University of Leicester and NHS experts lead health equity debate at the Labour Conference

Pictured from left: Rachel Sylvester, political columnist at The Times and Chair of The Times Health Commission; Dr Ruw Abeyratne and Professor Manish Pareek.

Experts from the University of Leicester and University Hospitals of Leicester travelled to the Labour Party Conference to advise policymakers on how to tackle the UK’s health inequalities.

Professor Manish Pareek and Dr Ruw Abeyratne, addressed an audience of health policymakers, gathered at a party fringe event, held in Liverpool in partnership with the Reform Think Tank, on Tuesday 10 October. It took place as the Labour Party looks to develop policy ideas ahead of formulating its manifesto for the General Election.

During the Covid-19 pandemic, Leicester academics were the first to identity that Covid-19 had a disproportionate impact on ethnic minorities. The findings, highlighted to the Government’s SAGE committee in April 2020, were influential in the UK’s pandemic response.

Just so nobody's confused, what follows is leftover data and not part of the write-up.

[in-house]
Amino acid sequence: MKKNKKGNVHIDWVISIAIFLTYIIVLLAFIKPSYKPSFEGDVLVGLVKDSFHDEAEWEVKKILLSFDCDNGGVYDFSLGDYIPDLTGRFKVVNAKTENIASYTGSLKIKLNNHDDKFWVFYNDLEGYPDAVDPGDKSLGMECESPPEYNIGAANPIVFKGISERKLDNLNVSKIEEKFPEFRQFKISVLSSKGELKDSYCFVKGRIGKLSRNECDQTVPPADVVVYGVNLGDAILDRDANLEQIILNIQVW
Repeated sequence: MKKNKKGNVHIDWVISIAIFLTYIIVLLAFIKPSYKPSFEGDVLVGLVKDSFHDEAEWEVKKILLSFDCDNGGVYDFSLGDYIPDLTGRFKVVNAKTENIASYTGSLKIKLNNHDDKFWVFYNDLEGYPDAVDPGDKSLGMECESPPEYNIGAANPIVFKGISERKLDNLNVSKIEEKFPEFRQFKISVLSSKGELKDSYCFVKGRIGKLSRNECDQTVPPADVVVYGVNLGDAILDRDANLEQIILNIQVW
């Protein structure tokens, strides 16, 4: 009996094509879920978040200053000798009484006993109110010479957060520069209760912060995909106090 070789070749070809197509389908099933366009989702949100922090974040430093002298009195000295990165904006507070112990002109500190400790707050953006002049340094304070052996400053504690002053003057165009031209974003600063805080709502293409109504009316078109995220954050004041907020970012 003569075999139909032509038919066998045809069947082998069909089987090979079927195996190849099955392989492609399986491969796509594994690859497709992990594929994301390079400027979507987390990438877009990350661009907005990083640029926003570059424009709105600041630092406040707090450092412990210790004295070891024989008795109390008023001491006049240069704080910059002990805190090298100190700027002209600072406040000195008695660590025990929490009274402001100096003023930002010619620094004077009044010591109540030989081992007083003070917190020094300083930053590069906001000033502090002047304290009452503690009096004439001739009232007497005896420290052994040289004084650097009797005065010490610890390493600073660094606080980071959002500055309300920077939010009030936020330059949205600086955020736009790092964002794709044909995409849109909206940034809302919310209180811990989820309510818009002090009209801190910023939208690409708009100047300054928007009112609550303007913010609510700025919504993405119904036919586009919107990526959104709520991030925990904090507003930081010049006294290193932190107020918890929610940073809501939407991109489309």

Speaking alongside Debbie Abrahams MP, Chair of the All-Party Parliamentary Groups on Health in All Policies, and Rachel Sylvester, political columnist at The Times and Chair of The Times Health Commission, Professor Pareek spoke about his research and the importance of tackling inequities.

The University's Clinical Professor in Infectious Diseases said: “Addressing health inequity is vital for the success of the UK and our economy. Our research in Leicester has shone a light on the stark inequalities that persist in the UK today.

“However, as we proved during the pandemic, if universities work closely with hospitals, partners, and the community, we can make a positive impact on people’s lives.”

Dr Abeyratne, Director of Health Equality and Inclusion at University Hospitals Leicester, spoke about the importance of working with local communities to understand local needs and address inequity.

She said: “Leicester is one of the UK’s only plural cities and we have areas of significant socioeconomic disadvantage. That is why we are collaborating with universities, partners, and our communities to listen, understand and address health inequalities wherever they exist.”